Overwintering survival of stem rust on perennial ryegrass : construction of a simulation model, and effects of the mycoparasite Sphaerellopisis filum Public Deposited

http://ir.library.oregonstate.edu/concern/graduate_thesis_or_dissertations/6w924g00s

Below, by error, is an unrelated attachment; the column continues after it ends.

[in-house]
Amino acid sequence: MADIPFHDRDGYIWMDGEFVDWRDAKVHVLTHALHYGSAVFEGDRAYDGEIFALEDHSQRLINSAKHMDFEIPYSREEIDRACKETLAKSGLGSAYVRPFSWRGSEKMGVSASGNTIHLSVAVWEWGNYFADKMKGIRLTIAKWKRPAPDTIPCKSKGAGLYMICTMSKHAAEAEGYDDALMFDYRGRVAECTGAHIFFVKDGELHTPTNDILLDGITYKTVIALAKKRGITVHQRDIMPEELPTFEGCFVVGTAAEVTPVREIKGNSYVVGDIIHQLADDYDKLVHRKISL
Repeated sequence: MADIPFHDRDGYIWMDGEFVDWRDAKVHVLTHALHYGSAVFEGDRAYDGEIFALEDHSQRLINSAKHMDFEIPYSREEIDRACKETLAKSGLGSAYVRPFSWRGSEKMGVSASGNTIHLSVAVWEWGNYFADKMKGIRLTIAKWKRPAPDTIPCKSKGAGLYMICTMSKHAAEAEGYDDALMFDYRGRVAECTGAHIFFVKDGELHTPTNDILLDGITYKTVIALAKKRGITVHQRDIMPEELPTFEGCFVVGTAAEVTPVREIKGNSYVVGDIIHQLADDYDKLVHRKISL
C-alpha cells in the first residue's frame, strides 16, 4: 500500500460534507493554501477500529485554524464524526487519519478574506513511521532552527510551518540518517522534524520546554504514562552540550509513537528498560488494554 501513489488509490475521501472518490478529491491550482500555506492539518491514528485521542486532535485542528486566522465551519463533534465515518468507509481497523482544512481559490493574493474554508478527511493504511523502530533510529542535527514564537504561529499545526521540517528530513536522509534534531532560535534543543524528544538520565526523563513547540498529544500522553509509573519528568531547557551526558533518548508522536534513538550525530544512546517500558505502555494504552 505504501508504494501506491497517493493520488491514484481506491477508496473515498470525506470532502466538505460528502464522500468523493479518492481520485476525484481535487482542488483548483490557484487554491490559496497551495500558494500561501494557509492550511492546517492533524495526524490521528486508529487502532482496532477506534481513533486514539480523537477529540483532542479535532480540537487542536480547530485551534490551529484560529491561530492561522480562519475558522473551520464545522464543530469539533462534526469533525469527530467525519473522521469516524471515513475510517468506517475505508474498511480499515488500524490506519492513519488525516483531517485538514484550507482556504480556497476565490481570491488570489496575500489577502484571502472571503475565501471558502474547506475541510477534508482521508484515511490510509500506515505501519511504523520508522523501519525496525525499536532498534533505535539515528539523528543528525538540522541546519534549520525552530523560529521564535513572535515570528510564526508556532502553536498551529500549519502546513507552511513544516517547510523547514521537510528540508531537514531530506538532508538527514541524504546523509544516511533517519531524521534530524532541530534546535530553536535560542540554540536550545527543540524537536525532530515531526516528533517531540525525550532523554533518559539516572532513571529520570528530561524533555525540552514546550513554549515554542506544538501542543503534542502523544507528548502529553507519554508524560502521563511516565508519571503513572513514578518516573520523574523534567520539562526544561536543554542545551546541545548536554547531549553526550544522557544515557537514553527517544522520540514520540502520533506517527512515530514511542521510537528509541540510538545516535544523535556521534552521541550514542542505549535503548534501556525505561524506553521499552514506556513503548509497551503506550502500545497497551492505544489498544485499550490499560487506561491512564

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  • Stem rust, caused by the fungus Puccinia graminis subsp. graminicola, can cause yield reductions exceeding 90% on perennial ryegrass (Lolium perenne L.) crops grown for seed if not treated with fungicide in the spring. There is evidence that late-spring stem rust epidemics are initiated by populations that survived the winter. In addition, a previously developed stem rust severity model indicates that the late-spring epidemic severity is proportional to the stem rust population that overwintered. In this study, a mathematical model was constructed to describe the biological processes of stem rust overwintering as a function of meteorological conditions. The model was validated with two years of stem rust severity data collected at two field sites. After model validation, the effects of changing the sporulation or daily infection conditions on overwintering stem rust foci were quantified. The model indicated that reducing the infection conditions or sporulation rate over the winter would reduce the stem rust population in the spring. A mycoparasite of stem rust, Sphaerellopsis filum (Biv.-Bern ex Fr.) Sutton (teleomorph Eudarluca caricis (Fr.) Eriksson), is known to infect the uredinia of other rust species and to lower spore production capacity. The effects of S. filum on individual stem rust uredinia and on overwintering populations were quantified. S. filum and stem rust were inoculated under controlled conditions in the glasshouse. In the field, S. filum was applied to plots that were naturally infected with stem rust at two sites in two years. S. filum infected stem rust uredinia in the glasshouse and field under conditions typical of an Oregon winter, and reduced spore production capacity. Furthermore, winter applications of S. filum or one winter application of a fungicide reduced the stem rust overwintering population at several field sites on first-year stands of perennial ryegrass. Treatment effects were not observed on second-year stands of perennial ryegrass, which had lower levels of disease severity than first-year stands during both years. These studies suggest several IPM strategies that could be utilized to reduce the severity of stem rust epidemics on perennial ryegrass. These strategies might include lowering the spore production capacity of stem rust by introducing effective strains of S. filum, or applying a fungicide to first-year stands over the winter.
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